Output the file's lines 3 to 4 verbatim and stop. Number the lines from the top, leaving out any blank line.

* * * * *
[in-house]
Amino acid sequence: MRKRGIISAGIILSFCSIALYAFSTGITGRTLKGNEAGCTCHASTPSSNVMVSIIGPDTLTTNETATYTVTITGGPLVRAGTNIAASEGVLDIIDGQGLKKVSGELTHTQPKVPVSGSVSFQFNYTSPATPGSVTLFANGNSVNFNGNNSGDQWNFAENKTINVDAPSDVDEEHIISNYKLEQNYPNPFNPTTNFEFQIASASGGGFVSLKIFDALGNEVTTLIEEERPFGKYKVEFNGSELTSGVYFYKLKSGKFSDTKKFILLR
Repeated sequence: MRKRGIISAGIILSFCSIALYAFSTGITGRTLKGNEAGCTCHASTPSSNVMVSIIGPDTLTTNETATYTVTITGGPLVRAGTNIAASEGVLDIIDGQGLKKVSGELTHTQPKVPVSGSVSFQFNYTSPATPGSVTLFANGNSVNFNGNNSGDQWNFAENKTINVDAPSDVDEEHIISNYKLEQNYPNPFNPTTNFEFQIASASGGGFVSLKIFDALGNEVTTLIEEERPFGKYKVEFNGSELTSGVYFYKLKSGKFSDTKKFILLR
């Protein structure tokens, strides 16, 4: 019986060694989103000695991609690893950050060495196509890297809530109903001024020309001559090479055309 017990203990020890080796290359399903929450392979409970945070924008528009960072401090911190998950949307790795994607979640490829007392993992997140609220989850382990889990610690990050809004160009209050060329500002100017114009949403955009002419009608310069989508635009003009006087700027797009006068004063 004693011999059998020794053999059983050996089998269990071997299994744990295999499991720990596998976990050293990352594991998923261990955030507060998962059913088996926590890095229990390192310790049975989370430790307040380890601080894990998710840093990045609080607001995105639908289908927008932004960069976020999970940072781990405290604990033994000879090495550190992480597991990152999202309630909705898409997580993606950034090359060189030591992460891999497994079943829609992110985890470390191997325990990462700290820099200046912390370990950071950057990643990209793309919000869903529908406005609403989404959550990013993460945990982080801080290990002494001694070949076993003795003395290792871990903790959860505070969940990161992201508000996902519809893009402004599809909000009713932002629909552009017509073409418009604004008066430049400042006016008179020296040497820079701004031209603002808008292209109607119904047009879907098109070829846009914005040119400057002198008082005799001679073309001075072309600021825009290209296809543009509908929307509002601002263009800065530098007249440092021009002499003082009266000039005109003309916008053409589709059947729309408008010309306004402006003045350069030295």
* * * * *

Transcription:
Repeated sequence: MRKRGIISAGIILSFCSIALYAFSTGITGRTLKGNEAGCTCHASTPSSNVMVSIIGPDTLTTNETATYTVTITGGPLVRAGTNIAASEGVLDIIDGQGLKKVSGELTHTQPKVPVSGSVSFQFNYTSPATPGSVTLFANGNSVNFNGNNSGDQWNFAENKTINVDAPSDVDEEHIISNYKLEQNYPNPFNPTTNFEFQIASASGGGFVSLKIFDALGNEVTTLIEEERPFGKYKVEFNGSELTSGVYFYKLKSGKFSDTKKFILLR
């Protein structure tokens, strides 16, 4: 019986060694989103000695991609690893950050060495196509890297809530109903001024020309001559090479055309 017990203990020890080796290359399903929450392979409970945070924008528009960072401090911190998950949307790795994607979640490829007392993992997140609220989850382990889990610690990050809004160009209050060329500002100017114009949403955009002419009608310069989508635009003009006087700027797009006068004063 004693011999059998020794053999059983050996089998269990071997299994744990295999499991720990596998976990050293990352594991998923261990955030507060998962059913088996926590890095229990390192310790049975989370430790307040380890601080894990998710840093990045609080607001995105639908289908927008932004960069976020999970940072781990405290604990033994000879090495550190992480597991990152999202309630909705898409997580993606950034090359060189030591992460891999497994079943829609992110985890470390191997325990990462700290820099200046912390370990950071950057990643990209793309919000869903529908406005609403989404959550990013993460945990982080801080290990002494001694070949076993003795003395290792871990903790959860505070969940990161992201508000996902519809893009402004599809909000009713932002629909552009017509073409418009604004008066430049400042006016008179020296040497820079701004031209603002808008292209109607119904047009879907098109070829846009914005040119400057002198008082005799001679073309001075072309600021825009290209296809543009509908929307509002601002263009800065530098007249440092021009002499003082009266000039005109003309916008053409589709059947729309408008010309306004402006003045350069030295």